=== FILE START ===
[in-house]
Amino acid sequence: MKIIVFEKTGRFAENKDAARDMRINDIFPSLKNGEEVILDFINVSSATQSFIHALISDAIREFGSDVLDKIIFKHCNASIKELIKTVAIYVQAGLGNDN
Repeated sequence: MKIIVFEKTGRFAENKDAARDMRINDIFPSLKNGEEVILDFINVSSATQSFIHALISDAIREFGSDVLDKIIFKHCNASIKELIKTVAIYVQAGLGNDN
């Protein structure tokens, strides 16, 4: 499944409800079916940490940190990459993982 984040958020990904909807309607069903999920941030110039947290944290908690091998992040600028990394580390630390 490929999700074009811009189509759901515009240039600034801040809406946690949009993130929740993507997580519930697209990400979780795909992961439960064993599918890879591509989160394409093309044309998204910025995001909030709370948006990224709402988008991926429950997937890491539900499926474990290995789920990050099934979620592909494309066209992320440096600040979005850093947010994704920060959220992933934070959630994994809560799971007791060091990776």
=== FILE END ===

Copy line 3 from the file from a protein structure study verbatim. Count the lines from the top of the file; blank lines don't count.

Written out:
Repeated sequence: MKIIVFEKTGRFAENKDAARDMRINDIFPSLKNGEEVILDFINVSSATQSFIHALISDAIREFGSDVLDKIIFKHCNASIKELIKTVAIYVQAGLGNDN